Probably the most common issue that appears with lift's on Subaru's, is actually the axle angles; Too steep which causes them to fail or wear prematurely. The axle angles on our car, seem to be just fine, but I will be watching them and listening for the tell-tale clicking.

The tires themselves are slightly taller and rubbing on body parts can be an issue. However I only have a slight rub and that is because the front fender is damage and distorted. Once that fender is replaced, it won't be an issue, and a sledge hammer will solve the problem for now.

One of the reasons we wanted the engine running and installed is so we could test both the engine and the car itself and how everything works together. I do not want a mudder or a rock crawler, just a little more ground clearance, which we have achieved.

And this will never be a trophy truck or be able to jump or take the whoops like one. This ain't that build.

This is our testing period and finding and addressing issues is what this is all about. I am also looking at maybe putting some wheel spacers on to widen the stance slightly. Before someone says something, yes, this might mean then changing something else to compensate (ie, axle length, fender clearance, etc.). Subarus have been lifted by a lot of people so there is lots of documentation of what works and what doesn't, and we are looking at, and will probably try, a lot of options, before deciding what we will race with.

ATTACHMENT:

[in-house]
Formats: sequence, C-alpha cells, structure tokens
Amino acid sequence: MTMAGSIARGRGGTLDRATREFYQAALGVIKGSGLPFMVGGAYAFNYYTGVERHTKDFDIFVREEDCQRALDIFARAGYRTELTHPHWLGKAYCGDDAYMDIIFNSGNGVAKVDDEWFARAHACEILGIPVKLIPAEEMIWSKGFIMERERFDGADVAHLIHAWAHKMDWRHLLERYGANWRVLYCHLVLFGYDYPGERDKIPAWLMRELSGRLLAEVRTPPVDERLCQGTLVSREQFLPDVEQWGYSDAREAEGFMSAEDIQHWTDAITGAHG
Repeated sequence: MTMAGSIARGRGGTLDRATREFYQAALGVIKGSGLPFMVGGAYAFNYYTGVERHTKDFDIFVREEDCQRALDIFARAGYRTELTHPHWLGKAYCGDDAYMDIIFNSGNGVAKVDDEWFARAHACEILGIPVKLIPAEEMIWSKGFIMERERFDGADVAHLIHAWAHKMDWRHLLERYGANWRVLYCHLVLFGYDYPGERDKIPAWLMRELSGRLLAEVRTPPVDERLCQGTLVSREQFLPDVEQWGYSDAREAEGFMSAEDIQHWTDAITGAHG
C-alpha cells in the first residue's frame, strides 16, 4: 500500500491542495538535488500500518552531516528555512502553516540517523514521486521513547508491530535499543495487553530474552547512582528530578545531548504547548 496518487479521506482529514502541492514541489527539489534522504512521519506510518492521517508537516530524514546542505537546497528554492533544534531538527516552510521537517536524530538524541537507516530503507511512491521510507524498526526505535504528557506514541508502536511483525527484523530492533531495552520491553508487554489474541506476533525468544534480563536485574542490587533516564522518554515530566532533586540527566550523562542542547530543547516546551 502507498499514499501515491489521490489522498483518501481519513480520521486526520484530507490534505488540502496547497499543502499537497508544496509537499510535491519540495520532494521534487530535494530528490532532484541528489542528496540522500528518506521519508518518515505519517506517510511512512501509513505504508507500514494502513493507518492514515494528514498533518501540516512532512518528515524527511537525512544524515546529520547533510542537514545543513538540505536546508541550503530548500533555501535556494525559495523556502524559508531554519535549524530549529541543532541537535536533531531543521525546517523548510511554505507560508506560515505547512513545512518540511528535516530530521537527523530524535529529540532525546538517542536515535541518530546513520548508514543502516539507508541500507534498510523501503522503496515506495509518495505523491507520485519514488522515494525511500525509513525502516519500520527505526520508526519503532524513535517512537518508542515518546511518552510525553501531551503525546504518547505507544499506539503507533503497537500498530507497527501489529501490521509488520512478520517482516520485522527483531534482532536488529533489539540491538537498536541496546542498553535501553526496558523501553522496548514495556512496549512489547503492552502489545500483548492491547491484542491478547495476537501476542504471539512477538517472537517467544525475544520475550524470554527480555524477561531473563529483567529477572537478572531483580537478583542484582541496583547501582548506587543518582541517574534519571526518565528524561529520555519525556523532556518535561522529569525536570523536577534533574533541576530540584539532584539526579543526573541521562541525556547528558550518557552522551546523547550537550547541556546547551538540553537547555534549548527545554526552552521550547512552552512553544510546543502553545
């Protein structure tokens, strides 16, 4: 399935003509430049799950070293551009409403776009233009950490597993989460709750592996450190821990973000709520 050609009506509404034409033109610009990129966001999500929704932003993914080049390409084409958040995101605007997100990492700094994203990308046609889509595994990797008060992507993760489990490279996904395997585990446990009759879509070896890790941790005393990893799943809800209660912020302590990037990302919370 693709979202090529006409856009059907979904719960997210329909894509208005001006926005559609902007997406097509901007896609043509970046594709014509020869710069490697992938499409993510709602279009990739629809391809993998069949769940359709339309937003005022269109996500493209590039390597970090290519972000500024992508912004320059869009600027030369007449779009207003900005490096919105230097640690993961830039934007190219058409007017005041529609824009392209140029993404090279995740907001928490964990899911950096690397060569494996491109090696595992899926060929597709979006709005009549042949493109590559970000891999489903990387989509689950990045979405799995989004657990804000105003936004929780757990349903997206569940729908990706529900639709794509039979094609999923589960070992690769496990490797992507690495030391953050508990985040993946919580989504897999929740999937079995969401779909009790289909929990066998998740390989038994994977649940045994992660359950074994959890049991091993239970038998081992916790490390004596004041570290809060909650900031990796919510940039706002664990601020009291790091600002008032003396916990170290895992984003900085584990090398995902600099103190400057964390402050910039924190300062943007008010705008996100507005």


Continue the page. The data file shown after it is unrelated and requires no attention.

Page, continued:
It should also be noted that once the cage and all strut tops are tied into the cage, things will obviously handle much differently than stock. This is also why, although I say I will be beating on the car, it is relative to the amount safety equipment and re-enforcement that is installed in the car at the time!

Something to remember is that this thread's timeline is kind of wonky as I am Tarantino'ing it by jumping back and forth in time to tell the story. So the way something on the car looks in tomorrow's post may not be the way it actually looked on the car in my driveway today. It may have been three weeks ago!



Coming soon: I am actually working on a write up on these strut spacers, since the manufacturer is sponsoring us with a free kit for a proper evaluation!



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Old 12-13-2012, 10:57 AM   #68
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Good stuff, and since you are (were) aware, I'd say it's a non issue. Also, I wouldn't get too riled up about no sway bar. A PSYCHO fast guy in an E30 a good number of years ago said that handling should be tuned with springs and not sway bars. In other words, you have a nice independent suspension, why take some of its functionality to keep all 4 paws down with a sway bar?
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Old 12-13-2012, 11:37 AM   #69